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7 Popular Houseplants with Fenestration – GIY Plants

Close up of a monstera double fenestrated leaf

If you are new to collecting houseplants you may have come across the word fenestration. If you are wondering, what is fenestration in plants, we can help. Houseplants with fenestration are plants with holes or splits along or in their foliage.

Perforations or splits are often on plants of the monstera variety. The fenestrations are natural and are a part of the plants’ growing process. Another name for fenestrated leaves is split leaves or perforated leaves.

Seven Popular House Plants with Fenestration

Houseplants with fenestration or holes add a unique touch to any houseplant collection. And many plants feature the desirable effect.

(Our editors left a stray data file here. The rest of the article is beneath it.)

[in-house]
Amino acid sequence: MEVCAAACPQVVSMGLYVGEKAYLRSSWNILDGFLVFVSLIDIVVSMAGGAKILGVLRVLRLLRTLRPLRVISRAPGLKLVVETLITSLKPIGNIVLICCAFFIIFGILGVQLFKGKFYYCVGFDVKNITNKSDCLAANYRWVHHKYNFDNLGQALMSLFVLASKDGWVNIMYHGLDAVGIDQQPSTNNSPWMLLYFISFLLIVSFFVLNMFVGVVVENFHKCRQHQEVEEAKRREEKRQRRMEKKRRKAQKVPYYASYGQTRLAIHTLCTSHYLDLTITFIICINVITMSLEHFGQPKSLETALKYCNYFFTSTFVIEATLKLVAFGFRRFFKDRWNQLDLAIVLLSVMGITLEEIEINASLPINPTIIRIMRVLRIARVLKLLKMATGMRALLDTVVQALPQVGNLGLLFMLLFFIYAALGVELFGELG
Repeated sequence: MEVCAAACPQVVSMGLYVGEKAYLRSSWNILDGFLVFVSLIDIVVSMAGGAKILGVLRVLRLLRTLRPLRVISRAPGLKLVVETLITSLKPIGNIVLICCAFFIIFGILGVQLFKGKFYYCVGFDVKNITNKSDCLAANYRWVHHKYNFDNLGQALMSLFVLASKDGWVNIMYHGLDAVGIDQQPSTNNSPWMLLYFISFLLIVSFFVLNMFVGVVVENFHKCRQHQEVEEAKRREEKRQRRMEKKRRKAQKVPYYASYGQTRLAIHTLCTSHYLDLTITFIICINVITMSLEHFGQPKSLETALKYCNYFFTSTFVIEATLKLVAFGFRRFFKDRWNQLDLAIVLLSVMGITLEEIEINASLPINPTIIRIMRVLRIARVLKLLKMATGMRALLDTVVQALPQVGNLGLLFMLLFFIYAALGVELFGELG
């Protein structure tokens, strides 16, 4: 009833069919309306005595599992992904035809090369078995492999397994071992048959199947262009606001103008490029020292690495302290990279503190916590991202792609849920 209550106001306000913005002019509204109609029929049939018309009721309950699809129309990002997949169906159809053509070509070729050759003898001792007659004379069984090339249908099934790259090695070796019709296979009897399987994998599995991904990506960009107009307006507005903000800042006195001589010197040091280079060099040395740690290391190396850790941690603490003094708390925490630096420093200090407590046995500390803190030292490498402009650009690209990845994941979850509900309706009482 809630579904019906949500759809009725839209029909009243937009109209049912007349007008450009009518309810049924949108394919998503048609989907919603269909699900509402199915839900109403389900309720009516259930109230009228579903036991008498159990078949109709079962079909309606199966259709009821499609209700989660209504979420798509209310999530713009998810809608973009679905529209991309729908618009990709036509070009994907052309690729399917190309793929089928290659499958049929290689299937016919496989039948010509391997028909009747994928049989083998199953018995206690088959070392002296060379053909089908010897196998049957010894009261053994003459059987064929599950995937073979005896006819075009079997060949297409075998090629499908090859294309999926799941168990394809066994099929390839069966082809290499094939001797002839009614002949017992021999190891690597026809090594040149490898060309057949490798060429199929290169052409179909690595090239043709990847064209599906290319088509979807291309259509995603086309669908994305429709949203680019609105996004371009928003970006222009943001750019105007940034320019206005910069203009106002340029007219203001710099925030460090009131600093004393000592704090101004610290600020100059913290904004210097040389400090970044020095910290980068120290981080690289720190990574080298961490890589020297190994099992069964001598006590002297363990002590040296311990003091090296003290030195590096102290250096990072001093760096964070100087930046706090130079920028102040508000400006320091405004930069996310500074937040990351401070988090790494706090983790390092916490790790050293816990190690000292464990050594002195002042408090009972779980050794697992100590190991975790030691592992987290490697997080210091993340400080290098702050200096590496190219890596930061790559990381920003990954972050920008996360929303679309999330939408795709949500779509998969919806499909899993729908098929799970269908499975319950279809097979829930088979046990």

If you’re interested in adding plants with fenestrated leaves to your collection, consider the seven found below. Whether you like the perforated or split-style fenestration, there is a houseplant for you.

  • Monstera deliciosa

Young Monstera deliciosa in a white pot sitting on small wooden stand.

Monstera deliciosa, commonly known as the swiss cheese plant or split-leaf philodendron, is an evergreen plant. It has split-style fenestrated leaves, and it’s a flowering plant. The plant is from the tropical forests of southern Mexico. It can grow from 10ft to 15ft or 3.48m to 4.72m and flourishes in a warm and moist environment.

  • Monstera thai constellation

Young Monstera thai constellation in wicker pot sitting on floor.